Unsure if Trents body would hold up on the football field, Tom suggested he move from running back to quarterback. There, Tom promised, Trent would see fewer hits over the course of the game.
I dont think he was accounting for the way I would play the position, Trent said with a laugh. But Im glad he did that.
Trent found his calling.
Last year he quarterbacked Staley to the Missouri Class 5 championship. As a senior this fall, he threw for 1,500 yards and rushed for 1,200 more, totaling 32 touchdowns. Hosick was a finalist for the Thomas A. Simone Award, given to the top football player in the Kansas City metro area.
In the fall of 2011, Fred Bouchard, also an assistant principal at Staley, heard the sound of free weights during the homecoming dance.
He knew who was responsible.
Bouchard walked to the schools weight room, where he found Hosick and Bouchards two sons working out.
What are you doing? Bouchard asked. Its homecoming. Get out there and dance.
He knew the answer.
There are players dancing all over the city today, coach, Hosick responded. Today, were going to be better than them.
Unusual? Not exactly.
Hosick could serve as his coachs alarm clock on some mornings; other times, he called late into the night begging Bouchard to open up the weight room.
Sometimes Ill get calls and Ill have to say, Listen, Im lying in bed, Bouchard said.
Tom and Colby maintain their son has always had a strong work ethic, but each admits it reached another level following the car accident.
That dedication also crosses over into the classroom. Trent is on track to graduate in two weeks so he can join the Missouri football team a semester early.
Trenton has gotten a glimpse into the beauty of life and death, Tom said. I think hes seizing his moment.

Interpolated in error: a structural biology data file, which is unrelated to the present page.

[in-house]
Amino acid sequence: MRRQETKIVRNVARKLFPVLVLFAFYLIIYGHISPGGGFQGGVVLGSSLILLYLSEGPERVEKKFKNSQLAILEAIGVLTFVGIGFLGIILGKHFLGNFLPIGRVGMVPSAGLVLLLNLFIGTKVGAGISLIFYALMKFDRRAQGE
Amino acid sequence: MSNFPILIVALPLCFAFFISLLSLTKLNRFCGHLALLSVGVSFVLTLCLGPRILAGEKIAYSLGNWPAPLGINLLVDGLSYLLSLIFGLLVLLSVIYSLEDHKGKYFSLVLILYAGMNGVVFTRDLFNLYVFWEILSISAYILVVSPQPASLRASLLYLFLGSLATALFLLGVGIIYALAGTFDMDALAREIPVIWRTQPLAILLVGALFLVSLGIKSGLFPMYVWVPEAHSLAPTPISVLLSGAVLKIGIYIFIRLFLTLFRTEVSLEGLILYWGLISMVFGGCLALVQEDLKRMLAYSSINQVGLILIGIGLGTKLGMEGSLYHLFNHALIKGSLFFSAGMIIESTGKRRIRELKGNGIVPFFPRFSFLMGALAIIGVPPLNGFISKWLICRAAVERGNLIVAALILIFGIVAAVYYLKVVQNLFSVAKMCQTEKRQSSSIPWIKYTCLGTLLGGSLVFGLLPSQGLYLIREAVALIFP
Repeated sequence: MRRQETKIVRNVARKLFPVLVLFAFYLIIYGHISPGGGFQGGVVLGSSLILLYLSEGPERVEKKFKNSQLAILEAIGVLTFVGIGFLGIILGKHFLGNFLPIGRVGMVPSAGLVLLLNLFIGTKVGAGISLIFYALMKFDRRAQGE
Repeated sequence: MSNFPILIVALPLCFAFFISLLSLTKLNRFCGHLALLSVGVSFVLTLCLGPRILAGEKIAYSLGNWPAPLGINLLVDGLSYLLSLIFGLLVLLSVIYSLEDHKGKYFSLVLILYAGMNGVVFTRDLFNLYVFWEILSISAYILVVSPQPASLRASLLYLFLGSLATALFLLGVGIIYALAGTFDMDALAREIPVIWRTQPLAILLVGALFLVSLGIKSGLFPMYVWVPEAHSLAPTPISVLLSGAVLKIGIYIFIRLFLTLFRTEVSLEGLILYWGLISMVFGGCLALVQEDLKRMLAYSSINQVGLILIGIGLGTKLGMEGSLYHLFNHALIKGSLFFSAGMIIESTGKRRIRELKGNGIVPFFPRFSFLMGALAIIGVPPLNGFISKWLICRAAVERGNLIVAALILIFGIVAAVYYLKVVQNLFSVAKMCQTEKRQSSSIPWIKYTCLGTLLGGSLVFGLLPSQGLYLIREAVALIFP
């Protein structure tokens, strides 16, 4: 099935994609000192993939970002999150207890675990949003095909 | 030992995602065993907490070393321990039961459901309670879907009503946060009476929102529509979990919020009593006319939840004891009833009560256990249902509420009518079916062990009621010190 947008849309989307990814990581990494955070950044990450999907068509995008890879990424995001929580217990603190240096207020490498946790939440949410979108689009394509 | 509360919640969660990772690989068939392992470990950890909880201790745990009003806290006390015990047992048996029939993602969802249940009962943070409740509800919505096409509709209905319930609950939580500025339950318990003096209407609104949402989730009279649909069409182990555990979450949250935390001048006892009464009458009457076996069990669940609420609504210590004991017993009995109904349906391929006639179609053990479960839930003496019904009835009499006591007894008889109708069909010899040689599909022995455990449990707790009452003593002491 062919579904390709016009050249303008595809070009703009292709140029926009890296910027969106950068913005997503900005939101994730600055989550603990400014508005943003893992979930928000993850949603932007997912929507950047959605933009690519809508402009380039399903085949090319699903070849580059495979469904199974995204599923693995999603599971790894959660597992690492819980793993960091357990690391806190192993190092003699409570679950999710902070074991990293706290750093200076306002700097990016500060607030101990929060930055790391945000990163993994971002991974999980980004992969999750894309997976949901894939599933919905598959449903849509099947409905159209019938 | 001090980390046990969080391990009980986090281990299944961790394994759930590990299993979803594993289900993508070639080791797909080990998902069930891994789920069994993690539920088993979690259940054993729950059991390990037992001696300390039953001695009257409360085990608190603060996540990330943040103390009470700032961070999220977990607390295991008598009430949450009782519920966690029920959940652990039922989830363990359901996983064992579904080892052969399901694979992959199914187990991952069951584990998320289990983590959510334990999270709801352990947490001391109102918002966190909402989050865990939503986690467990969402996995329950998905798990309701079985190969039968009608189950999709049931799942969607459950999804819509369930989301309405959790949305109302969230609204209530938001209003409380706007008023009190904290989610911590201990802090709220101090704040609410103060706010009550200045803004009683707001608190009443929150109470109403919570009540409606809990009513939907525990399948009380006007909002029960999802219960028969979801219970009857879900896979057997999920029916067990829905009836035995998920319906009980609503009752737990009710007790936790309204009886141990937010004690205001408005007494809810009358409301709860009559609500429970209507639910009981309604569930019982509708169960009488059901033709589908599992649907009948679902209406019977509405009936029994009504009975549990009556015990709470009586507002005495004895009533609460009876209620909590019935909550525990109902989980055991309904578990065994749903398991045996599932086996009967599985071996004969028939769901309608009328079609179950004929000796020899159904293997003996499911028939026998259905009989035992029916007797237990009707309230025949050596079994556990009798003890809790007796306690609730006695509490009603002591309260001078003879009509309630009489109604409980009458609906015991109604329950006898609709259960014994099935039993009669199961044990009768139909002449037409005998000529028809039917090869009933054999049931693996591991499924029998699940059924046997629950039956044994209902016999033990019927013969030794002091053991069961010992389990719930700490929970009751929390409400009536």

If food drips onto Trents chin when hes eating, please, somebody tell him. He cant feel it.
As a result of the injuries to his face, doctors removed the nerve endings in his chin. He still struggles to widen his jaw, too.
There are other, less obvious effects.
Five minutes before their car was struck, Colby noticed Trents seatbelt was unbuckled. She instructed him to fasten it. Police told her that probably saved Trents life.
I never go anywhere without putting on my seatbelt, Trent said.
On the football field, though, Trent shows almost no lasting physical effects of the crash nearly six years ago. He says his awkward throwing motion which has caused some scouts to doubt his ability to play in the Southeastern Conference is not a result of his broken right hand or other injuries.
It (the accident) has affected me mentally a lot more than it has physically, Trent said. Ive often looked at it and thought, Wow, if I can get through that, I can overcome losing a game or something not going my way.
Everything else seems so small compared to going through something like that.
Theres one more lasting effect.
A few questions and answers later, Hosicks smile reappears, accompanied by a laugh.
Yes, of course. And theres that: He still insists on smiling.
To reach Sam McDowell, send email to firstname.lastname@example.org. Follow him at twitter.com/SamMcDowell11.